Any keyboard impresarios here?

  Picklefactory 08:08 11 Nov 2008
Locked

I know there are a number of musicians here, anyone know anything about keyboards?
I'm looking to get one for my 11 year old for err, the approaching holiday period (Do I get away with that?). Can see plenty on the web but have no clue about any to specifically avoid or to be recommended. I'm looking at sub £100, as it's his first and he may get bored with it, but he loves music and has wanted one for some time, so I'll give him a go.
Any thoughts on what would be good/bad points to look for in a keyboard.
Cheers

  €dstowe 09:01 11 Nov 2008

Good as electronic keyboards may be, nothing can give you the "feel" or "touch" of a real piano.

My suggestion would be, especially if this might be a passing phase, to buy a reasonable second hand piano, get it tuned properly and have lessons. You will then get proper playing techniques.

If there is a real enthusiasm, you can get a better instrument and/or an electronic one later. It can sometimes be quite difficult to start with a keyboard and move over to a traditional instrument.

  Picklefactory 09:10 11 Nov 2008

But if you saw the amount of steps leading up to my house (38 and quite steep and narrow) bringing anything large and heavy to my house is a major undertaking. I appreciate your comments but you weren't to know that, it all makes good sense, but I need to stick to something I can carry under my arm.
Thanks again for advice

  dagbladet 09:24 11 Nov 2008

IMHO I wopuld suggest a somewhat different tack to €dstowe. It may well be a passing phase. I had it myself about twenty years ago. Had a burning desire to play a keyboard, so went to a music shop and bought a Casio for £250. Played it for about a week then lost interest. 15 years later and my daughter arrives at the 'keyboard phase'. I've no idea where the Casio is so it's another £200 for a Yamaha, which like all things is quite a bit more advanced than the previous. The phase lasts about a month (she did better than me) and I recently despatched the Yamaha to the loft where lo and behold, I find the Casio! I would imagine that these (full size) keyboards probably go for £69-79 now, or if you were to break into my loft there are two which won't be missed at least until we experience a grandchild 'keyboard phase' in about ten years time.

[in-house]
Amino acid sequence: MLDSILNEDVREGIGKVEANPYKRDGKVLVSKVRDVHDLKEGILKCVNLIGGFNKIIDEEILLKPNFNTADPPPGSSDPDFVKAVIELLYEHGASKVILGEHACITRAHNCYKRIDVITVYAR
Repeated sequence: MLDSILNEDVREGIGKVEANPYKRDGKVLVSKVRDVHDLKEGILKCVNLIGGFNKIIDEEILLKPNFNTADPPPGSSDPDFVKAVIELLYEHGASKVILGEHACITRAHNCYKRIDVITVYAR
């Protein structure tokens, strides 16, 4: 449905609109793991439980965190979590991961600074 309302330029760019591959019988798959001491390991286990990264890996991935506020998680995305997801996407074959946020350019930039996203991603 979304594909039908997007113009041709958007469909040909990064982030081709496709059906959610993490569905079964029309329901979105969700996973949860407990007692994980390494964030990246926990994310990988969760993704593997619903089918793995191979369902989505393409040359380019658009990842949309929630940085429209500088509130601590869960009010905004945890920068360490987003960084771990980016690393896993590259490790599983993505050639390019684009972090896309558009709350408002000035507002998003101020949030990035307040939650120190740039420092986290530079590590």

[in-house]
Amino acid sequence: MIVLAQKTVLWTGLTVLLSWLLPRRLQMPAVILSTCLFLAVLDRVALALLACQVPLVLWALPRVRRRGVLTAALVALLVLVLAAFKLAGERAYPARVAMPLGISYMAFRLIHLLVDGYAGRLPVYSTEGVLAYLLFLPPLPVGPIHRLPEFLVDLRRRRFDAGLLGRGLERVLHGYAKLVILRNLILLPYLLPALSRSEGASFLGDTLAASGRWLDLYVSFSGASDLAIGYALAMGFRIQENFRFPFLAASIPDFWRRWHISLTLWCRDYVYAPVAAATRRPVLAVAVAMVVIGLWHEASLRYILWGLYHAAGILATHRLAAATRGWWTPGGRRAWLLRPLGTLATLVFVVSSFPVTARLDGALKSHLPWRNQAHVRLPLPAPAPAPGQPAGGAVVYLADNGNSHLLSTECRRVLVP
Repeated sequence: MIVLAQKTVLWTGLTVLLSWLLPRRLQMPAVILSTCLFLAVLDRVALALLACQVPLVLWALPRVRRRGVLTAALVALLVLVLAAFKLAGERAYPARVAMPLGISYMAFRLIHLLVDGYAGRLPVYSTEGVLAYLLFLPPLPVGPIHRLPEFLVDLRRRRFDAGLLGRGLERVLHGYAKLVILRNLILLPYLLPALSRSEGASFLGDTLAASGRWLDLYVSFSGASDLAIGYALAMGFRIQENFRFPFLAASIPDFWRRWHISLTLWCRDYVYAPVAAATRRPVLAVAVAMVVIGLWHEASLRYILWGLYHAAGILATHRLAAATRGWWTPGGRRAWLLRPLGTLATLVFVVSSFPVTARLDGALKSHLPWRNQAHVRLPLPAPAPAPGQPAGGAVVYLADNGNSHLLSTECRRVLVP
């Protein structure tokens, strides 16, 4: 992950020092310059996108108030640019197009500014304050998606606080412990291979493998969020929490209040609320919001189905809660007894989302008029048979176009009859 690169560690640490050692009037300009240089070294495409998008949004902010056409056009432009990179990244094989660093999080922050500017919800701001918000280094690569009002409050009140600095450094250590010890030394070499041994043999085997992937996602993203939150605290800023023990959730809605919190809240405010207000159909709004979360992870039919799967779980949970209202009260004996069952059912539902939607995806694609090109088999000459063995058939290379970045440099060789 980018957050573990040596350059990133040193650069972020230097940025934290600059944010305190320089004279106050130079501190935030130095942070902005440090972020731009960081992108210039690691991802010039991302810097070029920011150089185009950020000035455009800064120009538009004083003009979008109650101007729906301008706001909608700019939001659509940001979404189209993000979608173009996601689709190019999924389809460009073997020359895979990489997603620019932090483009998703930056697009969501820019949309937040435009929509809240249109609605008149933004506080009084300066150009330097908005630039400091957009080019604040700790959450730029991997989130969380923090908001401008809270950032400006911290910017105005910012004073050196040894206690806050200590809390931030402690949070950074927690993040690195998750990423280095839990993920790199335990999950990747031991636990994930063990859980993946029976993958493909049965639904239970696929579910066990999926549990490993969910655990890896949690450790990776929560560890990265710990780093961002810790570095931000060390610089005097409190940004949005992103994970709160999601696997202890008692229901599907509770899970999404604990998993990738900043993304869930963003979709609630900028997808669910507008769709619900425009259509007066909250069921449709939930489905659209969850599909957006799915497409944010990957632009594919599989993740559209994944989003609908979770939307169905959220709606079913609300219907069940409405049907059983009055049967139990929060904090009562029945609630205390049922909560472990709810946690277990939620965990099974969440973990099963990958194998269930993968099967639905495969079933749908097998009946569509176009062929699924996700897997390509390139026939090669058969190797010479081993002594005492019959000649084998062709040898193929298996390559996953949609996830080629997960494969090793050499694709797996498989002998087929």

dagbladet 09:33 11 Nov 2008

If you want to test the 'phase' theory, Asda are currently advertising a full size one for £25. It's probably not going to be exactly Steinway quality but I wouldn't be surprised if it's comparable to my £200-£250 jobs.

  dagbladet 09:40 11 Nov 2008

Sorry, meant to add. One of the key (geddit) advantages of a keyboard over a piano being the headphone facility. Absolutely vital.

  Picklefactory 09:40 11 Nov 2008

Good point and worth consideration. If I can find a reasonable 'budget' one, it might be suitable for dipping toe in water.

  Picklefactory 09:42 11 Nov 2008

Ooh, yeah. See, that's why I'm here. Never even considered the headphone aspect. Absolutely crucial, good shout. Thanks.

  jtt 13:32 12 Nov 2008

"My suggestion would be, especially if this might be a passing phase, to buy a reasonable second hand piano".

I think you'd be talking well over £1,000 for one. Low priced secondhand ones I've seen are in poor condition, and would require lots of money to re-condition them to an acceptable standard. Many aren't capable of reaching that standard.

  IClaudio 15:28 12 Nov 2008

a Tuner will be anywhere from £50 upwards - and, unless you buy the piano from a dealer, add in the cost of an accredited piano removal van (don't use a Man and a Van :))

  Picklefactory 12:50 13 Nov 2008

.........Yamaha YPT200-K from Amazon. About £80 with heavy duty stand. Should arrive early next week, I'll tick as resolved now and post back with opinion.
Thanks for all the hints.

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